The Truth About Pollution

James Muenzenmaier, A&E Editor

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It is a common belief that the world’s most populated and industrialized countries are primarily responsible for a majority of the worlds pollution. This generalization is largely supported by media outlets and activists claiming that the nation’s first priority should be to increase the quality of the air and water we interact with by capturing greenhouse gases as efficiently as possible. While the United States does have a high annual CO2 emission, it is important to consider the population of similar countries, or to better state it, CO2 emissions per capita.

This statistic measures how many metric tons of heat trapping gasses are produced per individual person. In a sense, this is the country’s “average” in terms of pollution. In 2017, the United States was given a CO2 emissions per capita index of 15.7 metric tons. This may sound alarming, but this statistic should not be the only evidence presented in this case. For instance, the highest emissions per capita rating of 2017 went to Palau, being 64.9 metric tons per person. Keeping in mind the population of this country, about 22,200 people, Compared to the U.S. population of 329,093,000 people, the accuracy of that measurement becomes less meaningful.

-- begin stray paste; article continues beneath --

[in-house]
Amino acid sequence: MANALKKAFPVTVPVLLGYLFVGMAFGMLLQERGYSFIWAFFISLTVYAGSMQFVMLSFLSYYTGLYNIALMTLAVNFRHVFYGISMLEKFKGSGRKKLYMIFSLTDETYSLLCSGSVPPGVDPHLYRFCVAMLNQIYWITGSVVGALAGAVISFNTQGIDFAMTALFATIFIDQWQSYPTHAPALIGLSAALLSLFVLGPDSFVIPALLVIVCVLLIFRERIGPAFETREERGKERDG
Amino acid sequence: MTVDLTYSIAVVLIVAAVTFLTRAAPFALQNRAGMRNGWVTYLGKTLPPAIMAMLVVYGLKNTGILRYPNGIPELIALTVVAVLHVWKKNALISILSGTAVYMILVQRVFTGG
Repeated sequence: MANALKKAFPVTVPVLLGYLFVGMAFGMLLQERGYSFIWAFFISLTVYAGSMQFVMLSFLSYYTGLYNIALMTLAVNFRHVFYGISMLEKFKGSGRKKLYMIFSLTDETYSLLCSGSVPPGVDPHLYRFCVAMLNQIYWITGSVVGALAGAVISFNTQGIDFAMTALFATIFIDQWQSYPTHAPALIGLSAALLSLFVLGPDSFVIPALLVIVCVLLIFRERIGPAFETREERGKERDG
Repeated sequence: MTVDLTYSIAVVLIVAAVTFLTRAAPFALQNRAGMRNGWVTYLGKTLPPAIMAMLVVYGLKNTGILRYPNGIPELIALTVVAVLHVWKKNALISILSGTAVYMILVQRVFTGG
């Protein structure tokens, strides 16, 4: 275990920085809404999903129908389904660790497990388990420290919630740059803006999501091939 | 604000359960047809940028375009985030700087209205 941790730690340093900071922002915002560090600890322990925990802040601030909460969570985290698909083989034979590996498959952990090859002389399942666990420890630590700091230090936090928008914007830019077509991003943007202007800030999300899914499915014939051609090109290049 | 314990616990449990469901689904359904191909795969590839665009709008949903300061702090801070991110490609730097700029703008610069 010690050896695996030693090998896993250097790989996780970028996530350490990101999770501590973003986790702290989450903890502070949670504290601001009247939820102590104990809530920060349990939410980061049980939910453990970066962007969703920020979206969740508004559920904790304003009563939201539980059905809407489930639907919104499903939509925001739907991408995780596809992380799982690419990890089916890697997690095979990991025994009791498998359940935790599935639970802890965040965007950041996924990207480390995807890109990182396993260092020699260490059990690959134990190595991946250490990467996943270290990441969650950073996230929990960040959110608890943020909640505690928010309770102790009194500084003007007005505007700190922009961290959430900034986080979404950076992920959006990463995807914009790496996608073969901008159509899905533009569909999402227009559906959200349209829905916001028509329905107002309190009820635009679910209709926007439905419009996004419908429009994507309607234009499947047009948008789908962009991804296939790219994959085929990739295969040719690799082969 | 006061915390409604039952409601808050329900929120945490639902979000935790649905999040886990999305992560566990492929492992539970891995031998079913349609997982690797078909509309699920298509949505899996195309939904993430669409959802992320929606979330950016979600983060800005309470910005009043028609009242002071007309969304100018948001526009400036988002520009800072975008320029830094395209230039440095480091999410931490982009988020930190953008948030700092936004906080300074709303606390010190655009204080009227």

Another component of this problem to keep in mind, is the rate at which annual pollution in some countries is changing. In the year 2005, the United States produced a total of 5,971.57 metric tons of CO2, while China produced 6,263.06 metric tons. However, the change in yearly emissions between these two countries is quite different. In 2017, the U.S. has lowered the yearly amount of CO2 emissions to 5,107.39, only an additional 0.4% of its emissions in the year 1990. Whereas China’s total emissions for 2017 reaches 10,877.218 metric tons, roughly a 454% increase since 1990. China is currently one of the most polluted countries in Asia.

From these statistics, it becomes difficult to accuse the United States of intentionally poisoning the world’s air and water supply. This is because of the advancements in technology and the effort of corporate entities that allows people to produce and manufacture more with a lower carbon footprint. But as members of one human race, it is our responsibility to assist and develop neighboring and allied countries in preserving our beautiful planet and the lives that hang in the balance.